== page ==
Michael Graham, OMERS’ new global head of private equity, is planning to reinforce the pension fund’s pioneering direct investment strategy, increasingly with an eye for bargains in a market down-cycle.
“OMERS has over 14 years created an internal team that operates like a general partner team, making long-term direct buyouts in sectors we’re good at,” Graham told Buyouts. “It remains a strategy we like and will continue to roll out and build on.”
Graham, who in April took the reins of OMERS Private Equity from Mark Redman, said a near-term priority will be safeguarding the portfolio as “we navigate the uncertainty of the covid-19 pandemic.” The focus, he said, will be “on supporting our companies and ensuring they are well-positioned to weather the storm.”
Graham also sees abundant deal potential in a global economy battered by the health crisis: “Values have recently been tough to find. As the market gets choppier, we see lots of opportunities for buying great companies at better prices.” OMERS, he added, “has the capital to deploy to these.”
OMERS cut its teeth with direct investing in the last downturn, Graham said.
After a decade of gearing its PE strategy to funds, OMERS in 2006 took the unprecedented step of doing a solo deal. The target was CCNMatthews, a news distributor later renamed Marketwired.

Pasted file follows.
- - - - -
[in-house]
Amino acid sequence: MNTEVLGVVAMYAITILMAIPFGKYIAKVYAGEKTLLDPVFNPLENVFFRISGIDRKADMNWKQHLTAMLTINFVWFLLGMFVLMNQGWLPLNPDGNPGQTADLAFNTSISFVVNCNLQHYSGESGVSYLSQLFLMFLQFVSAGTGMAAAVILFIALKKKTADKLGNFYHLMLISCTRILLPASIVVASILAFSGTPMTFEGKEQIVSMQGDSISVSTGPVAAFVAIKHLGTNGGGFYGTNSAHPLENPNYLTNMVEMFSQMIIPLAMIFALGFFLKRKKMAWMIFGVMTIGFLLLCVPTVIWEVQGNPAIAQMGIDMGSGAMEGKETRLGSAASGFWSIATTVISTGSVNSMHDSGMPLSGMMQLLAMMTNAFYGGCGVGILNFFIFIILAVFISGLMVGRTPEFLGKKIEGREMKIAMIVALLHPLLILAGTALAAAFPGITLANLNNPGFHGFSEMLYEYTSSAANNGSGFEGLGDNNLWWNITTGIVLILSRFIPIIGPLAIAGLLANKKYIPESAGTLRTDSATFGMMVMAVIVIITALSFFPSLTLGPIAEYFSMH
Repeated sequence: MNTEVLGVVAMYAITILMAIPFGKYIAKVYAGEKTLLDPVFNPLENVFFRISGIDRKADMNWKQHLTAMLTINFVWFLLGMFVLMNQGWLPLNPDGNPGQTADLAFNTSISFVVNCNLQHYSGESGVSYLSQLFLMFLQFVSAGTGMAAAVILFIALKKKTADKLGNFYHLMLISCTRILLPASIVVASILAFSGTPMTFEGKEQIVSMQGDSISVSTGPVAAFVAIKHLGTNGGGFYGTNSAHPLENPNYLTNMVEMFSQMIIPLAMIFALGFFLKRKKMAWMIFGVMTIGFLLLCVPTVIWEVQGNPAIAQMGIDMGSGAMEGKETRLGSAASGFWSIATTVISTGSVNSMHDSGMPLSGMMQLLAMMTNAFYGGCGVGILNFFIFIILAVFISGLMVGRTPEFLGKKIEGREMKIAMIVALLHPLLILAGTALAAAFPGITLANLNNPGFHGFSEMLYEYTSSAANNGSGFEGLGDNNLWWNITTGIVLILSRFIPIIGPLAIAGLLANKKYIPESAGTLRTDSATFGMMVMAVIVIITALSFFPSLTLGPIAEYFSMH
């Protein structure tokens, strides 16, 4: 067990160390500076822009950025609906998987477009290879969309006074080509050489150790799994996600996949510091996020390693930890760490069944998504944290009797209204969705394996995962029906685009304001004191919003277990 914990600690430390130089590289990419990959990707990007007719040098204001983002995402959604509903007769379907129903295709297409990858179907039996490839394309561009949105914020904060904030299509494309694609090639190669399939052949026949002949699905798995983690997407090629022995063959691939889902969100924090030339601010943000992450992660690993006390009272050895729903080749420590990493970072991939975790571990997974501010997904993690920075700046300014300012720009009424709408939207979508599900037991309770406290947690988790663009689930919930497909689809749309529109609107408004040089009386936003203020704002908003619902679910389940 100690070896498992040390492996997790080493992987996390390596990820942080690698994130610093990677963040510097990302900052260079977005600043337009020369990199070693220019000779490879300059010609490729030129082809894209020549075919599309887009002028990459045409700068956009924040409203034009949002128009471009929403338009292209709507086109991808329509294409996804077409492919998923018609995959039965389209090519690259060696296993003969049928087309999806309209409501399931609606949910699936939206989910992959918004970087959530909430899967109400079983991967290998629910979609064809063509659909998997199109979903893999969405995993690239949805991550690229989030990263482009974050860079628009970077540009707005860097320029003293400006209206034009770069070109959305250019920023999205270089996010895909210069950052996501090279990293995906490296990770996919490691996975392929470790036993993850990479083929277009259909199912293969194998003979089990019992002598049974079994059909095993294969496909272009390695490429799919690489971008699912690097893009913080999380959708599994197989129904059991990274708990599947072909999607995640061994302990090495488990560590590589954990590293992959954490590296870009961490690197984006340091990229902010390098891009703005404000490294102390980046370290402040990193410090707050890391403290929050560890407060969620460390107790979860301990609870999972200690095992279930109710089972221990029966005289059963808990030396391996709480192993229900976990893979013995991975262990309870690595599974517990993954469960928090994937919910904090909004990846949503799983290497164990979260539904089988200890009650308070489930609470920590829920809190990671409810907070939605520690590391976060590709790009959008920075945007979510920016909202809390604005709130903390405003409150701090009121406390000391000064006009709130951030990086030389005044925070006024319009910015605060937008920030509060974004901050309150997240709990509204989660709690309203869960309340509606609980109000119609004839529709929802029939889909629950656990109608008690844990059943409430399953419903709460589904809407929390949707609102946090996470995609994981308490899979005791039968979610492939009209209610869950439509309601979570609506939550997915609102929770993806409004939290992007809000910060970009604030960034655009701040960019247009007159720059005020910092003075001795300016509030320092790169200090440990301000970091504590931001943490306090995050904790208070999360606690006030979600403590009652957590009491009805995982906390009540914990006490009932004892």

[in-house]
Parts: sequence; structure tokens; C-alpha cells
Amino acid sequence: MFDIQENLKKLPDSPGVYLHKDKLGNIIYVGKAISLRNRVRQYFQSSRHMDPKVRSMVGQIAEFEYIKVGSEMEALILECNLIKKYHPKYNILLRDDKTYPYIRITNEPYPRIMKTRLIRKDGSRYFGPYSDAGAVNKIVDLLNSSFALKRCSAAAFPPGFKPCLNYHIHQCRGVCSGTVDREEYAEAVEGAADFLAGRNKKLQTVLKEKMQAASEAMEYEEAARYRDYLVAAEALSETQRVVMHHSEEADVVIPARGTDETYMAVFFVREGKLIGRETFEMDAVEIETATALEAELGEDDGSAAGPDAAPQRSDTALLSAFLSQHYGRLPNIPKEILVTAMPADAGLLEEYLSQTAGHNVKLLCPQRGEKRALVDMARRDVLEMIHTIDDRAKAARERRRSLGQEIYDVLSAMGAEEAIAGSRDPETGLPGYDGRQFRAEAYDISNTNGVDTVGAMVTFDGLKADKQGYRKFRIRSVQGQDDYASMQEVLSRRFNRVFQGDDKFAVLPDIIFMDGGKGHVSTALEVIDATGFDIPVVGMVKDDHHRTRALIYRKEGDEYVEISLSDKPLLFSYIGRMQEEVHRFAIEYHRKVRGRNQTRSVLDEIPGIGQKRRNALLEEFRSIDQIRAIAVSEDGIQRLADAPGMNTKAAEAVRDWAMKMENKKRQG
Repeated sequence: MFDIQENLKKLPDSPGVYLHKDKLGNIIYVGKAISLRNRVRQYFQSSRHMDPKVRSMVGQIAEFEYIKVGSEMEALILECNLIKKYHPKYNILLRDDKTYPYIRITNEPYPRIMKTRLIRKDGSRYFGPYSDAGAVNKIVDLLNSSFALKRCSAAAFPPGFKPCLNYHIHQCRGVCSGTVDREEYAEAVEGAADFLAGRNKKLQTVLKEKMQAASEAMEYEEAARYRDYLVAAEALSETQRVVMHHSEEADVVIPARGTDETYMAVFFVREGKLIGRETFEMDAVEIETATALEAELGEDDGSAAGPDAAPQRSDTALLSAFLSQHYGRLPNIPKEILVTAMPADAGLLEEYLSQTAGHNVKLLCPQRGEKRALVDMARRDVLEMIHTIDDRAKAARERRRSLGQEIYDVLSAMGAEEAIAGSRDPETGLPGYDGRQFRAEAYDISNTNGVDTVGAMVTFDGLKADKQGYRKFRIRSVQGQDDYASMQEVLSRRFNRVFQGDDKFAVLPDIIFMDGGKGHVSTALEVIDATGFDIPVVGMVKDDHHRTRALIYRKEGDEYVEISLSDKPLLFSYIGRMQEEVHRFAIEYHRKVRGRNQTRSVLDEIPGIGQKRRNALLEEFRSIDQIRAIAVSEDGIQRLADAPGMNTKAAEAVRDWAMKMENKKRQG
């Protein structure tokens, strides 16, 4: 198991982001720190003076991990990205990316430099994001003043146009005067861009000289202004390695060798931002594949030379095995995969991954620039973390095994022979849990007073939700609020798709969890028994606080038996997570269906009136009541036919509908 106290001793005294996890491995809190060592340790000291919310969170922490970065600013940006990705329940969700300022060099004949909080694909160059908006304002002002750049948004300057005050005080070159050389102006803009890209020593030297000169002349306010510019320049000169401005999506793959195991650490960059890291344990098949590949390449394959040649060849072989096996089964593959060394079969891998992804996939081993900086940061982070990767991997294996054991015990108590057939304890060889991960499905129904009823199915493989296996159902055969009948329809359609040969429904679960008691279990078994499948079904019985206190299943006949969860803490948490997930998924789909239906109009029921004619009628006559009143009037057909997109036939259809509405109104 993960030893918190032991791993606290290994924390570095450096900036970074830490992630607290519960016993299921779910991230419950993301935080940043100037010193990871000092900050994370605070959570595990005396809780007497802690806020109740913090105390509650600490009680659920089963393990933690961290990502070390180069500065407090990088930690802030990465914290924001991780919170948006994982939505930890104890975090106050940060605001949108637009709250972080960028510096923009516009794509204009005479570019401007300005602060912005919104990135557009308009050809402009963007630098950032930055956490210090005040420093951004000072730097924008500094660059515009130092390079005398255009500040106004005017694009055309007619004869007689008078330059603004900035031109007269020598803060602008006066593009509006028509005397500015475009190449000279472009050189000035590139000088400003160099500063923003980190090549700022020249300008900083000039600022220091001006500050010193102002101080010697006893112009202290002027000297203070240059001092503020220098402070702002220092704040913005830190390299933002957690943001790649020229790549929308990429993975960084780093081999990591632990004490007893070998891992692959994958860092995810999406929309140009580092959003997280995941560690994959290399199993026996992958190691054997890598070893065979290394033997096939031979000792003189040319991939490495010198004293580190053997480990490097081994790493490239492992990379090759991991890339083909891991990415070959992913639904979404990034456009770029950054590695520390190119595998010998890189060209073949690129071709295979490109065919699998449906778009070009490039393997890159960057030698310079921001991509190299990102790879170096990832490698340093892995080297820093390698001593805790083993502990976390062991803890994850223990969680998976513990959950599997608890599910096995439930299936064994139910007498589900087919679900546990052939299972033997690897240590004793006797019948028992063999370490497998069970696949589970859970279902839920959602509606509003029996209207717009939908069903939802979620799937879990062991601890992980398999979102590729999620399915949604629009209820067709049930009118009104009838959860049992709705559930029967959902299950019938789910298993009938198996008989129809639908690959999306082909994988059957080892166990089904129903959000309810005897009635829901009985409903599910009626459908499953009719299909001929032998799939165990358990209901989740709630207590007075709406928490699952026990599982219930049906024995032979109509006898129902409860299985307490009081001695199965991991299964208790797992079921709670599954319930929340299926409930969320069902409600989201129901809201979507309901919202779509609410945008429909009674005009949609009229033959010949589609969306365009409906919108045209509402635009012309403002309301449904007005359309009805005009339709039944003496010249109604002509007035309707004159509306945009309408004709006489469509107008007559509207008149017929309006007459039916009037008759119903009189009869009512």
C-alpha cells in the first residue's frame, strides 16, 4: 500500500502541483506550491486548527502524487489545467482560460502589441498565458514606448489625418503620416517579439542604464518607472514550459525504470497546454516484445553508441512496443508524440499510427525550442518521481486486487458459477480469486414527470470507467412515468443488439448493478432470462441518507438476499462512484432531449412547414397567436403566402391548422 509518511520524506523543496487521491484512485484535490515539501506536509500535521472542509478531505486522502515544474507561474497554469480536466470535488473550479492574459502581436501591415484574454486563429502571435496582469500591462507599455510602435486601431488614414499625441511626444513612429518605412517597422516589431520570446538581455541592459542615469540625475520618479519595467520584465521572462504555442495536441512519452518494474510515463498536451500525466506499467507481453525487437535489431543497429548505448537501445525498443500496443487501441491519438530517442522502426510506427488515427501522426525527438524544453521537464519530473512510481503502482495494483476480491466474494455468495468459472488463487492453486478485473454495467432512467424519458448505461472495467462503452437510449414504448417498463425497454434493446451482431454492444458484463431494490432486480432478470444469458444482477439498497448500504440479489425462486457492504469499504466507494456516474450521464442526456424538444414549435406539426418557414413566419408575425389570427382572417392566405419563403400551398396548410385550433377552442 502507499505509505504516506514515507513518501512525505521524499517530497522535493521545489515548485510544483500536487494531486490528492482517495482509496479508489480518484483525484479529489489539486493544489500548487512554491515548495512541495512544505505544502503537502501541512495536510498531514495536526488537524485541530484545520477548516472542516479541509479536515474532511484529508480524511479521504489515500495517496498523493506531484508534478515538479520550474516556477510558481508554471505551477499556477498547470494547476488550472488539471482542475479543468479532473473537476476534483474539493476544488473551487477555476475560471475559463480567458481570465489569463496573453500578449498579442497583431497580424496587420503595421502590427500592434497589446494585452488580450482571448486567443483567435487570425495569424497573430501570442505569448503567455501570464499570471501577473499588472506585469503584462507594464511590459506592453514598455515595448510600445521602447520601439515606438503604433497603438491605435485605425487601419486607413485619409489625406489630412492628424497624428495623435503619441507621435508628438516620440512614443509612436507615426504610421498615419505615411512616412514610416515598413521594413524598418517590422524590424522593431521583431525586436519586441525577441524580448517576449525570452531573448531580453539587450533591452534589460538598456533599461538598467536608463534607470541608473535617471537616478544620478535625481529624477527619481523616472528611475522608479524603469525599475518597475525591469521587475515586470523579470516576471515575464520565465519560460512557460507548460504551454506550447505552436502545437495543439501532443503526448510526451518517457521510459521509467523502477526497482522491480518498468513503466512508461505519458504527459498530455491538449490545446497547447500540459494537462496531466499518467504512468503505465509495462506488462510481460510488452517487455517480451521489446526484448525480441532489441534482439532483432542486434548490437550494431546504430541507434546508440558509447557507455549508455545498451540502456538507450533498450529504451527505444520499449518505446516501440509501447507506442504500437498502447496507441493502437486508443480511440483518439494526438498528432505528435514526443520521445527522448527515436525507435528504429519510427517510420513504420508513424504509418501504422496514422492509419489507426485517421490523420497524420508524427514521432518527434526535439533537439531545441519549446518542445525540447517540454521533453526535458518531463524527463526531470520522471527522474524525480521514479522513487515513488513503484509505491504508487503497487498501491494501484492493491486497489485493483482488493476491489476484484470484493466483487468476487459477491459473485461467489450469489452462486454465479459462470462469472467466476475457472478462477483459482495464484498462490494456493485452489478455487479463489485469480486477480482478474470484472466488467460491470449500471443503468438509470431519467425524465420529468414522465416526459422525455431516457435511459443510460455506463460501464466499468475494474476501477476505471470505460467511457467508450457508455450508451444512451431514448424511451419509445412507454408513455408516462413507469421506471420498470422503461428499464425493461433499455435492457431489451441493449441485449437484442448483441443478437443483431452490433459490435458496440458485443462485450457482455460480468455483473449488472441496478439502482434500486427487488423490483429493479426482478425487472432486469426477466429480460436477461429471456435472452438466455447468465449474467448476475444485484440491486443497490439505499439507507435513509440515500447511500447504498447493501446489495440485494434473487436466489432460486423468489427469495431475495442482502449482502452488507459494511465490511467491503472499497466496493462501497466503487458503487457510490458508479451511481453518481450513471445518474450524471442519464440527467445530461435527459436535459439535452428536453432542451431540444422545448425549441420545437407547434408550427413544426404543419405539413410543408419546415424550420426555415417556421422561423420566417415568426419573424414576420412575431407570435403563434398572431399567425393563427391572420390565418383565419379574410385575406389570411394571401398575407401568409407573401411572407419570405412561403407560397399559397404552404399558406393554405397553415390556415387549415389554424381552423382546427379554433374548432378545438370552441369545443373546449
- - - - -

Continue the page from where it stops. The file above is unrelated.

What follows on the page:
More deals followed with onset of the financial crisis, forming the nucleus of a direct buyout platform. Over 2007-09, OMERS acquired businesses like baked foods maker Give & Go, lab services provider Maxxam Analytics and railway products supplier Nordco.
OMERS also began assembling a direct investment team and locating it globally. Graham, then a senior managing director, played an essential role in this effort, opening the New York office in 2009 and taking charge of a fast-growing North American operation.
Returns, control, longer holds
Graham said the first run of solo investments met with “early success,” performing better than fund investments during the Great Recession. This confirmed an emerging OMERS view that stronger PE returns could be earned by allocating more capital to directs.
Along with improved returns, OMERS saw the direct platform as a way of gaining “control over our money and over our companies,” Graham said. The strategy also aligned with a longer-term perspective on asset-holding, relative to other PE firms.
Today, OMERS focuses exclusively on directs, making control-stake investments in North American and European businesses with EBITDA of up to $150 million. A team of 50-plus investment professionals source opportunities in business services, healthcare, industrials and software sectors.
OMERS has backed 30 companies since the first solo investment in 2006. The most recent addition is Community Vet Partners, a network of animal hospitals acquired earlier this year for about $600 million, according to PE Hub.
The 14-year direct investment strategy, which remains unique in the global institutional community, has been consistently supported by OMERS’ board, Graham said, because “it has worked for us.”
Over the past decade, the direct buyout platform realized a net IRR ranging from 14 percent to 18 percent, a person familiar with the matter told Buyouts. Graham declined to comment.
Toronto-based OMERS oversaw net assets of C$109 billion ($77 billion; €70 billion) at the end of December. The PE portfolio’s net assets, which include the assets of OMERS Growth Equity and OMERS Ventures, totaled C$15.7 billion.
The above is an extract of broader interview with Michael Graham to be featured in the May issue of Buyouts.